RICHMOND, Va. — Gov. Ralph Northam today held a press conference responding to Virginia's pathetic performance administering doses of the COVID-19 vaccine in recent weeks.
Becker's Hospital Review Monday ranked states by percentage of COVID-19 vaccines administered versus those received. North Dakota placed first overall, having already administered 87 percent of doses received. Health officials nationwide have maintained an average administration of about 54 percent.
Virginia ranked last out of all 50 states, barely over 40 percent. Two days later, the commonwealth finally cleared the half-century mark, administering 50 percent of received doses and feebly climbing to 37th in the nation.
Neighboring West Virginia ranks top three, using its National Guard as a resource to administer vaccines. Meanwhile, Virginia trotted a substantial tranche of its National Guard to the U.S. Capitol. As of today, 15,000 troops remain in Washington, D.C., and the Army this morning confirmed thousands will stay at least until mid-March.
When asked point-blank if Virginia health officials know where the unadministered half of its already insubstantial shipment of vaccines from the Federal government are located and if any had gone to waste, Northam admitted he just hasn't done enough.
"I am responsible. The criticism is fair," Northam said. "I understand your frustration, and I know you're out of patience. I am as well."
Dr. Danny Avula, director of the Richmond City and Henrico County health departments, assured Virginians the doses weren't lost.
"In the big picture, we absolutely know where the doses are," Avula said this afternoon. "We look at a 500,000-dose gap. The largest chunk of those is second doses that have been delivered to Virginia and are ready to be administered, but we are waiting for those appointments."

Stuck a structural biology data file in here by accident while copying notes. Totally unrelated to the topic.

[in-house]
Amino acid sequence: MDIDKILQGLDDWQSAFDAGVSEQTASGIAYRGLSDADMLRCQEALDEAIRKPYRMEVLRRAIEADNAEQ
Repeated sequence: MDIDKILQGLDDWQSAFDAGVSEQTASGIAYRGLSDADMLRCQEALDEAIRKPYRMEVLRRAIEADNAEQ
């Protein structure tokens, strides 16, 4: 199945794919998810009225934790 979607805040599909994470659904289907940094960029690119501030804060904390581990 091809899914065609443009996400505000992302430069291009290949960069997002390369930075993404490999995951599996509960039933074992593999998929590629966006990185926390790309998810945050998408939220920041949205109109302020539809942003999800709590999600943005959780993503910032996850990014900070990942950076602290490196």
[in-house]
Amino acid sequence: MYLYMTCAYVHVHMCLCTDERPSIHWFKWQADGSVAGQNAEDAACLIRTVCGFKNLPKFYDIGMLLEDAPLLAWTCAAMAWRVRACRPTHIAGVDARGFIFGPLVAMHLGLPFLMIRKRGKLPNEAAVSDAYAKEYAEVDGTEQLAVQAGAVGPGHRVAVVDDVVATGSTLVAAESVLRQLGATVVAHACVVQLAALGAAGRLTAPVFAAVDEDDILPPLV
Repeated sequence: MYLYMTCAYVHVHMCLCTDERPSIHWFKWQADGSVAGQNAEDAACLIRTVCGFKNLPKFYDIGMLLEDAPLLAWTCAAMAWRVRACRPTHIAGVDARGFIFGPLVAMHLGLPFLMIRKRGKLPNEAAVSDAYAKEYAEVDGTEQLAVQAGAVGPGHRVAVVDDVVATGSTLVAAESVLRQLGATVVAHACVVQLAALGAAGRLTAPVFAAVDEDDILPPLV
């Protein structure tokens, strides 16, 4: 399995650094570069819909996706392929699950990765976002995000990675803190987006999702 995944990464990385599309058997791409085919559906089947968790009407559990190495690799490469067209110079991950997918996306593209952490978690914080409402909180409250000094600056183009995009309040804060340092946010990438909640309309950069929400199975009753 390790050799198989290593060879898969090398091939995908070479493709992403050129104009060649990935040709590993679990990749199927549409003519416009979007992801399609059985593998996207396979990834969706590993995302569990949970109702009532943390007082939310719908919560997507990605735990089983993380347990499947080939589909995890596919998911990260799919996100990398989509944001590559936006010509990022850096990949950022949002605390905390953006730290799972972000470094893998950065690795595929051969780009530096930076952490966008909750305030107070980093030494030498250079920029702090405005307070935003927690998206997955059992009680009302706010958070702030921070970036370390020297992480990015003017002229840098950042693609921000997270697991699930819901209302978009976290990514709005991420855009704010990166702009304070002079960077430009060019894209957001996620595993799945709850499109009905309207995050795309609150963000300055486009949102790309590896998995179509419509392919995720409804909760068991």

Neither Avula nor Northam were able to articulate why virtually every other state in the U.S. has been able to successfully administer its second doses in a timely enough manner to keep its numerator hovering just under its denominator.
"I feel the frustration out there," Northam said. "As a medical provider, I feel the urgency. At the end of the day, as the governor of Virginia, I am responsible."
Northam also insinuated he did not support expanding Phase 1b to patients over the age of 65, citing the shortage of doses Virginia has received thus far, whereas the original slate denoted those over 75.
Northam continuously stressed to the public to "allow the most vulnerable to be vaccinated first." However, in Pittsylvania County and Danville, reports still flood in of adults over 65 with urgent medical conditions being denied or waitlisted while healthy young adults and even teenagers, including Averett students and the Danville City Council, have already received their course.